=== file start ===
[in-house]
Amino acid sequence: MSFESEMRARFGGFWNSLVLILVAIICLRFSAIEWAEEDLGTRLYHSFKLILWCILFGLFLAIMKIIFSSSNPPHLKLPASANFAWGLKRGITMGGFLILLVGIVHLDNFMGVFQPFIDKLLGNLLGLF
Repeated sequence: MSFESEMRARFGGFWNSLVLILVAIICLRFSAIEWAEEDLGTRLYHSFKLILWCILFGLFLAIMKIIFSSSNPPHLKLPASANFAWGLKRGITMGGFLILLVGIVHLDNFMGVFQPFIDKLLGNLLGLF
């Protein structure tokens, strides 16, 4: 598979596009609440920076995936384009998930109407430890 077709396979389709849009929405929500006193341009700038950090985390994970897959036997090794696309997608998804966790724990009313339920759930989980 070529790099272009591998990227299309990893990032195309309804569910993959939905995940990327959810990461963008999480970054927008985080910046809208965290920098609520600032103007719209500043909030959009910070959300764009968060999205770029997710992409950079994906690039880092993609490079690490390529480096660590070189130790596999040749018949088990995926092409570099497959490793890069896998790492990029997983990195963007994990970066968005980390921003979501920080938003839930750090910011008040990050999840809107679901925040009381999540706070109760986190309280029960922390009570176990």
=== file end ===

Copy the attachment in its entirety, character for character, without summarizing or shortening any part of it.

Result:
[in-house]
Amino acid sequence: MSFESEMRARFGGFWNSLVLILVAIICLRFSAIEWAEEDLGTRLYHSFKLILWCILFGLFLAIMKIIFSSSNPPHLKLPASANFAWGLKRGITMGGFLILLVGIVHLDNFMGVFQPFIDKLLGNLLGLF
Repeated sequence: MSFESEMRARFGGFWNSLVLILVAIICLRFSAIEWAEEDLGTRLYHSFKLILWCILFGLFLAIMKIIFSSSNPPHLKLPASANFAWGLKRGITMGGFLILLVGIVHLDNFMGVFQPFIDKLLGNLLGLF
């Protein structure tokens, strides 16, 4: 598979596009609440920076995936384009998930109407430890 077709396979389709849009929405929500006193341009700038950090985390994970897959036997090794696309997608998804966790724990009313339920759930989980 070529790099272009591998990227299309990893990032195309309804569910993959939905995940990327959810990461963008999480970054927008985080910046809208965290920098609520600032103007719209500043909030959009910070959300764009968060999205770029997710992409950079994906690039880092993609490079690490390529480096660590070189130790596999040749018949088990995926092409570099497959490793890069896998790492990029997983990195963007994990970066968005980390921003979501920080938003839930750090910011008040990050999840809107679901925040009381999540706070109760986190309280029960922390009570176990």